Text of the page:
The groundbreaking Power to the Pixel event at The Times BFI London Film Festival is to include a Project Forum to introduce cutting-edge digital projects to financiers, distributors and promoters.

The forum aims to bring the business models and tools of cross-media film to the market and forms part of a two-day conference (October 22-23) that stresses the here-and-now potential of digital distribution.

The four projects are:

Breathe (Yomi Ayeni, UK)

As The Dust Settles (Arin Crumley, US)

Dark Fibre (Jamie King, UK)

Him (Lance Weiler, US)

The forum fits into a conference with a sense of mission.

'The way independent film is being distributed does not work. In fact there's little or no distribution for the vast majority of films,' says programme director Liz Rosenthal.

The forum she suggests picks out film-makers who have recognised that fact and have found new ways to interact with audiences.

'This is not about fixing the old business or digitising it but about totally new models.'

Those who are making the running in this field, she suggests, are not the existing industry leaders but people who have 'no baggage'. In other words, they are building businesses that start with the internet at the centre, not as add-ons to the theatrical-led model.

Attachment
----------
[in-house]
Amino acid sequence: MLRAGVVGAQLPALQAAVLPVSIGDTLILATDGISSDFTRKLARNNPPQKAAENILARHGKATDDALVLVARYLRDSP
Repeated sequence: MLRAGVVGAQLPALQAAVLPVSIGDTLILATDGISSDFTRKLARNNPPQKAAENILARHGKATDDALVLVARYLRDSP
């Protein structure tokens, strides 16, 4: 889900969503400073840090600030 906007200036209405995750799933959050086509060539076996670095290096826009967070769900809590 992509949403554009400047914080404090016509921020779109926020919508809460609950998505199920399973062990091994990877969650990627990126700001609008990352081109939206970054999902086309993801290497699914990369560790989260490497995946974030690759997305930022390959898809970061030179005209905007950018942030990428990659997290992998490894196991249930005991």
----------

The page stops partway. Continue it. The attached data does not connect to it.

The key for these pioneers is connecting to the audience, she suggests, and that is where the missing business models will be found.

The event, supported by Screen International, will analyse a wide range of cross-media storytelling. The first day will look at case studies and expert thinking with the second day workshopping the ideas.

Rosenthal said the practical approach is important in an industry that is struggling to come to terms with digital change.

'Many in the current industry do not have those connections and have limited skills to make them,' Rosenthal says.

The analysis about the state of the independent business turns on its head Mark Gill's much-quoted article about the sky falling in.

He argues that too many films are being made for the available distribution, whereas Power To The Pixel argues that distribution itself needs to change to accommodate the wealth of talent and opportunities.

But Rosenthal says that such thinking fails to see the opportunities on the web for much wider distribution and is framed by the physical restrictions of cinema space.